Dec 07, 2016

That's a great example of how even some of the most influential minds are fallible. Lamport is sort of the god of distributed systems, having invented vector clocks, paxos which is how there is any sanity in modern data centers (chubby, ZK, etcd, etc... are based on the core ideas of this), TLA+ for reasoning about correctness, so much great stuff. Check out some of these! http://research.microsoft.com/en-us/um/people/lamport/pubs/t... http://research.microsoft.com/en-us/um/people/lamport/pubs/p...

Oct 27, 2016

> They are claiming there's no global synchronization and a global order.

Need to update your textbook ;) http://research.microsoft.com/en-us/um/people/lamport/pubs/t...

In particular, what we did is described here: https://github.com/bus1/documentation/wiki/Message-ordering

If anything is unclear or misleading, please let me know and I'll try to clarify.

Jul 11, 2016

The whole scheme was already alluded to in Lamport's original paper. (Look for whenever he mentions `physical'.)

http://research.microsoft.com/en-us/um/people/lamport/pubs/t...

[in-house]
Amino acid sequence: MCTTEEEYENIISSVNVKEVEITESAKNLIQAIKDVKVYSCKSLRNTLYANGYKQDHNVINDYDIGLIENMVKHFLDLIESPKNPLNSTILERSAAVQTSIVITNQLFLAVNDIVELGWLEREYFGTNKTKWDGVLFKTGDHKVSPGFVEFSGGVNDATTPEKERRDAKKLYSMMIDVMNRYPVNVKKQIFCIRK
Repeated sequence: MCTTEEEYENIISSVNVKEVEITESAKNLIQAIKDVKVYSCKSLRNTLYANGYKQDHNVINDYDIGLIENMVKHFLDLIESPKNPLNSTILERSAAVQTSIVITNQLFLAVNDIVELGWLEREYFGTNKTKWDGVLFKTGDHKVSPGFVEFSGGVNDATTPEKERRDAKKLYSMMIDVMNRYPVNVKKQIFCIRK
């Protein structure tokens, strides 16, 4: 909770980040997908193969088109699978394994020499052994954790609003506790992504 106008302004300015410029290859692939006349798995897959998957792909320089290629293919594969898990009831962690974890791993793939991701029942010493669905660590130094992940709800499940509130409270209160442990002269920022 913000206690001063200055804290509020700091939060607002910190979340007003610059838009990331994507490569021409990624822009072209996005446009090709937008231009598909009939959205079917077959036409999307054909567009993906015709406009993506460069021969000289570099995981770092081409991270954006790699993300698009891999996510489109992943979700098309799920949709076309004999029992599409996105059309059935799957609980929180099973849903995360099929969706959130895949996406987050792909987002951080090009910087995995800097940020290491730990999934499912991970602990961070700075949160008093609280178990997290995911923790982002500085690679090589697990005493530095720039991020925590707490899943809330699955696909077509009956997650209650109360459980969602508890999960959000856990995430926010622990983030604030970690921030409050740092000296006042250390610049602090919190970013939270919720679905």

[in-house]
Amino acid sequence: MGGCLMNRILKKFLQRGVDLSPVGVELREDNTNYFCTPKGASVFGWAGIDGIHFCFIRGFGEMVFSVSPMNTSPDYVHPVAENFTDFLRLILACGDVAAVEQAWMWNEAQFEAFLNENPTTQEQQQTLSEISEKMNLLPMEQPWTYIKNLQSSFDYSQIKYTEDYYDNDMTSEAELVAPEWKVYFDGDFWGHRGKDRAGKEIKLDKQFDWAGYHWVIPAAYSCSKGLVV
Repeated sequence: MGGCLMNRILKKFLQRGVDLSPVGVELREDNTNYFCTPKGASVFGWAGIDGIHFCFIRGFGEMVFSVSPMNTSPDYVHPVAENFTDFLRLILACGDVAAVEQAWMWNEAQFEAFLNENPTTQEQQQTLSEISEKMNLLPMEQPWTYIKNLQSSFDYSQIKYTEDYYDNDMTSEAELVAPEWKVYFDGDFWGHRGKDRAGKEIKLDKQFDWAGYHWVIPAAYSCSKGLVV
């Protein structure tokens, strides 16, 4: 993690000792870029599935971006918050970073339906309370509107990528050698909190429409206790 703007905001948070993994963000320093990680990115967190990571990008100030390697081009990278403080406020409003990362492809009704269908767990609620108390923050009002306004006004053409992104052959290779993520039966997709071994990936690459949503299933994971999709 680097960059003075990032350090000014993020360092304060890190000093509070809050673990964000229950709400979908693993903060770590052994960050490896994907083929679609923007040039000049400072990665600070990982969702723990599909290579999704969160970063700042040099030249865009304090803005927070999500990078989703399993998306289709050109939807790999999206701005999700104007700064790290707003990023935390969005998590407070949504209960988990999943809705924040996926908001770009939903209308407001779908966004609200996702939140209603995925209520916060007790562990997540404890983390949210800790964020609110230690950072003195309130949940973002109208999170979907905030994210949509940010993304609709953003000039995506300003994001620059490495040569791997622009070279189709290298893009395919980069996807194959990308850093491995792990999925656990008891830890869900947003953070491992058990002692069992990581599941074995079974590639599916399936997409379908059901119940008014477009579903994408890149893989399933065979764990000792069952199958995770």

Feb 09, 2016

More important than that paper are the rest of the papers by Leslie Lamport.

Specifically the paper entitled Time, Clocks and the Ordering of Events in a Distributed System. [1]

This is basically the seminal paper on distributed systems and should be required reading for anyone considering playing with distributed locking mechanisms.

[1] http://research.microsoft.com/en-us/um/people/lamport/pubs/t...

Jan 19, 2016

Few programmers have read the most important paper in this area, Leslie Lamport's "Time, Clocks, and the Ordering of Events in a Distributed System" (1978)

If you want to be one of the few:

http://research.microsoft.com/en-us/um/people/lamport/pubs/t...